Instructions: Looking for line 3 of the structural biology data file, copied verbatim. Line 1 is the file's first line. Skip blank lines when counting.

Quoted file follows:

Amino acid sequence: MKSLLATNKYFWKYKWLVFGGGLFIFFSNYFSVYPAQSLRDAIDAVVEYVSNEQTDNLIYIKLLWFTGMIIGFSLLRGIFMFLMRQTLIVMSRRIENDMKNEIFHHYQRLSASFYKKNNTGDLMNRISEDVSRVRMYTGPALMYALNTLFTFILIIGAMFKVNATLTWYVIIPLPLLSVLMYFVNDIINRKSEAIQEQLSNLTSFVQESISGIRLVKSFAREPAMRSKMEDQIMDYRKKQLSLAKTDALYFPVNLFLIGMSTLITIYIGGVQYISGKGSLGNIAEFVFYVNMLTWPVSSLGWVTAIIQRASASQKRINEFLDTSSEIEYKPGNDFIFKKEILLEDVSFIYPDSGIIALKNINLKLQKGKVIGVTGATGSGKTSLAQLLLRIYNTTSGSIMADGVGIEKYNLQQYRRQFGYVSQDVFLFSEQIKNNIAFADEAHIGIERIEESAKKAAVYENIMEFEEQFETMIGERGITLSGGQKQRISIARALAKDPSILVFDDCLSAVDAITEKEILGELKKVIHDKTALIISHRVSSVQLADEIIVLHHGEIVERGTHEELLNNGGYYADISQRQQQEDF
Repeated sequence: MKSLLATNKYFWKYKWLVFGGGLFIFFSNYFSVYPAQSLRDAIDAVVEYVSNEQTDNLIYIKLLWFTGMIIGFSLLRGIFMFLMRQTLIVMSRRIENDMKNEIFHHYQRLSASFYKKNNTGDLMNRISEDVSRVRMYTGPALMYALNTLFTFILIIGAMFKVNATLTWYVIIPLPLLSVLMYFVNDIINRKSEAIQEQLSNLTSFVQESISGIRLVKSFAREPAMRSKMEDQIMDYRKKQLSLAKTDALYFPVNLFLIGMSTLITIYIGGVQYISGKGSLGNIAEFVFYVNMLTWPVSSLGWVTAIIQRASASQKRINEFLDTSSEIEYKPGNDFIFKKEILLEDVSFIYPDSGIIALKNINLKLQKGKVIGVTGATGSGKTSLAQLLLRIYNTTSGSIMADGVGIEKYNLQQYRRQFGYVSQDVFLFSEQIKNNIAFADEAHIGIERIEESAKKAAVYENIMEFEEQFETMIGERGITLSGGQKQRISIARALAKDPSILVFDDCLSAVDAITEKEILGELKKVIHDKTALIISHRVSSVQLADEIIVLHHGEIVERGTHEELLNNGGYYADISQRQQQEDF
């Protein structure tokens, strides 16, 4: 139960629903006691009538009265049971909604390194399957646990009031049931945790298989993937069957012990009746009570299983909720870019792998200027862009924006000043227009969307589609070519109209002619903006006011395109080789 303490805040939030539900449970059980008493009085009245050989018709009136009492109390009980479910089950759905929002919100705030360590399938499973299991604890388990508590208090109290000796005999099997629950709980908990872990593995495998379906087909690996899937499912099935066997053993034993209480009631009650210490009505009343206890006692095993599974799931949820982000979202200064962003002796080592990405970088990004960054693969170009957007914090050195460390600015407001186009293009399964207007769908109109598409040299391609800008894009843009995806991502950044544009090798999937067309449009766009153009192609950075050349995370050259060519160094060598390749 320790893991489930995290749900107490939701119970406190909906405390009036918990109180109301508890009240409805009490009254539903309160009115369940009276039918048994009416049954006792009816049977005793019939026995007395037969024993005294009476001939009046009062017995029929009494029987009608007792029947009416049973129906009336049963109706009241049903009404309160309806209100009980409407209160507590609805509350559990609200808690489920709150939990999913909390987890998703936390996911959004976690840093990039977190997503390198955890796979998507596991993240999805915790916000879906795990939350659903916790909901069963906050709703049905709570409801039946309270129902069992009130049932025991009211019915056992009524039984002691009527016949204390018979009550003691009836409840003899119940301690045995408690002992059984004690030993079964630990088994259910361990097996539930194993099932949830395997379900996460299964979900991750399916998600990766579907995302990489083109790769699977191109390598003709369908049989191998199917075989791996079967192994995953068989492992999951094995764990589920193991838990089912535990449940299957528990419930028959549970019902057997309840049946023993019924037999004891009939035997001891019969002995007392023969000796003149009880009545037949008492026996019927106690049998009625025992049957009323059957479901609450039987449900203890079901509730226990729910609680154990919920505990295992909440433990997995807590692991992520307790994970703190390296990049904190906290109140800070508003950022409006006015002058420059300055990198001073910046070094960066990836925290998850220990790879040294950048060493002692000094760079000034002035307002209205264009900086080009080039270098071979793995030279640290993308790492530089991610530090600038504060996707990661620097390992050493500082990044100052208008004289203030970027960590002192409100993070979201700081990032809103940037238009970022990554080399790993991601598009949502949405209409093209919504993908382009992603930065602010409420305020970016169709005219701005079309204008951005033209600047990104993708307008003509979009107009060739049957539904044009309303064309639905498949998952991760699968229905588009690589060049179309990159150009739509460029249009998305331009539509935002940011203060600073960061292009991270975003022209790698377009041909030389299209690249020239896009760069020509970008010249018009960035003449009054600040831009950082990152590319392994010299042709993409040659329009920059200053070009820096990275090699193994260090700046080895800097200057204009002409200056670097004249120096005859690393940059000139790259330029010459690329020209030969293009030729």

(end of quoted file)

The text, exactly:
């Protein structure tokens, strides 16, 4: 139960629903006691009538009265049971909604390194399957646990009031049931945790298989993937069957012990009746009570299983909720870019792998200027862009924006000043227009969307589609070519109209002619903006006011395109080789 303490805040939030539900449970059980008493009085009245050989018709009136009492109390009980479910089950759905929002919100705030360590399938499973299991604890388990508590208090109290000796005999099997629950709980908990872990593995495998379906087909690996899937499912099935066997053993034993209480009631009650210490009505009343206890006692095993599974799931949820982000979202200064962003002796080592990405970088990004960054693969170009957007914090050195460390600015407001186009293009399964207007769908109109598409040299391609800008894009843009995806991502950044544009090798999937067309449009766009153009192609950075050349995370050259060519160094060598390749 320790893991489930995290749900107490939701119970406190909906405390009036918990109180109301508890009240409805009490009254539903309160009115369940009276039918048994009416049954006792009816049977005793019939026995007395037969024993005294009476001939009046009062017995029929009494029987009608007792029947009416049973129906009336049963109706009241049903009404309160309806209100009980409407209160507590609805509350559990609200808690489920709150939990999913909390987890998703936390996911959004976690840093990039977190997503390198955890796979998507596991993240999805915790916000879906795990939350659903916790909901069963906050709703049905709570409801039946309270129902069992009130049932025991009211019915056992009524039984002691009527016949204390018979009550003691009836409840003899119940301690045995408690002992059984004690030993079964630990088994259910361990097996539930194993099932949830395997379900996460299964979900991750399916998600990766579907995302990489083109790769699977191109390598003709369908049989191998199917075989791996079967192994995953068989492992999951094995764990589920193991838990089912535990449940299957528990419930028959549970019902057997309840049946023993019924037999004891009939035997001891019969002995007392023969000796003149009880009545037949008492026996019927106690049998009625025992049957009323059957479901609450039987449900203890079901509730226990729910609680154990919920505990295992909440433990997995807590692991992520307790994970703190390296990049904190906290109140800070508003950022409006006015002058420059300055990198001073910046070094960066990836925290998850220990790879040294950048060493002692000094760079000034002035307002209205264009900086080009080039270098071979793995030279640290993308790492530089991610530090600038504060996707990661620097390992050493500082990044100052208008004289203030970027960590002192409100993070979201700081990032809103940037238009970022990554080399790993991601598009949502949405209409093209919504993908382009992603930065602010409420305020970016169709005219701005079309204008951005033209600047990104993708307008003509979009107009060739049957539904044009309303064309639905498949998952991760699968229905588009690589060049179309990159150009739509460029249009998305331009539509935002940011203060600073960061292009991270975003022209790698377009041909030389299209690249020239896009760069020509970008010249018009960035003449009054600040831009950082990152590319392994010299042709993409040659329009920059200053070009820096990275090699193994260090700046080895800097200057204009002409200056670097004249120096005859690393940059000139790259330029010459690329020209030969293009030729």